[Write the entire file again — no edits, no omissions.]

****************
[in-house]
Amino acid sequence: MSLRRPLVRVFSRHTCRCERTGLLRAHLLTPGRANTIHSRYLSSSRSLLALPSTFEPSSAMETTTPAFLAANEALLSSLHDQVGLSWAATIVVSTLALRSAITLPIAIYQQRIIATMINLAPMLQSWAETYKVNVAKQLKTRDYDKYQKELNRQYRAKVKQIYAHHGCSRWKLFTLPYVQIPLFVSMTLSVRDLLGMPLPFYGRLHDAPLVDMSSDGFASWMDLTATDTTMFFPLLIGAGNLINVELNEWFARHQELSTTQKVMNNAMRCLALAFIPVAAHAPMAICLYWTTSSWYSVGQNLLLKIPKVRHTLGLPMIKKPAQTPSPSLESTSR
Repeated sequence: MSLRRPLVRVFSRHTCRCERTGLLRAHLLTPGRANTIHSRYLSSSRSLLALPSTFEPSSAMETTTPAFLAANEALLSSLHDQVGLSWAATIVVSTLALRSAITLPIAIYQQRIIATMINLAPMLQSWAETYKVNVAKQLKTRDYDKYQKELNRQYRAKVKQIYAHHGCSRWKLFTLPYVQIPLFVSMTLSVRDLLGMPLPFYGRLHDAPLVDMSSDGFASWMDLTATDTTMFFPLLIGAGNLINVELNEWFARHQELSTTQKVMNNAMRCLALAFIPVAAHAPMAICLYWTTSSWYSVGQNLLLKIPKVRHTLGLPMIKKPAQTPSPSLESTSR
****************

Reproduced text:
[in-house]
Amino acid sequence: MSLRRPLVRVFSRHTCRCERTGLLRAHLLTPGRANTIHSRYLSSSRSLLALPSTFEPSSAMETTTPAFLAANEALLSSLHDQVGLSWAATIVVSTLALRSAITLPIAIYQQRIIATMINLAPMLQSWAETYKVNVAKQLKTRDYDKYQKELNRQYRAKVKQIYAHHGCSRWKLFTLPYVQIPLFVSMTLSVRDLLGMPLPFYGRLHDAPLVDMSSDGFASWMDLTATDTTMFFPLLIGAGNLINVELNEWFARHQELSTTQKVMNNAMRCLALAFIPVAAHAPMAICLYWTTSSWYSVGQNLLLKIPKVRHTLGLPMIKKPAQTPSPSLESTSR
Repeated sequence: MSLRRPLVRVFSRHTCRCERTGLLRAHLLTPGRANTIHSRYLSSSRSLLALPSTFEPSSAMETTTPAFLAANEALLSSLHDQVGLSWAATIVVSTLALRSAITLPIAIYQQRIIATMINLAPMLQSWAETYKVNVAKQLKTRDYDKYQKELNRQYRAKVKQIYAHHGCSRWKLFTLPYVQIPLFVSMTLSVRDLLGMPLPFYGRLHDAPLVDMSSDGFASWMDLTATDTTMFFPLLIGAGNLINVELNEWFARHQELSTTQKVMNNAMRCLALAFIPVAAHAPMAICLYWTTSSWYSVGQNLLLKIPKVRHTLGLPMIKKPAQTPSPSLESTSR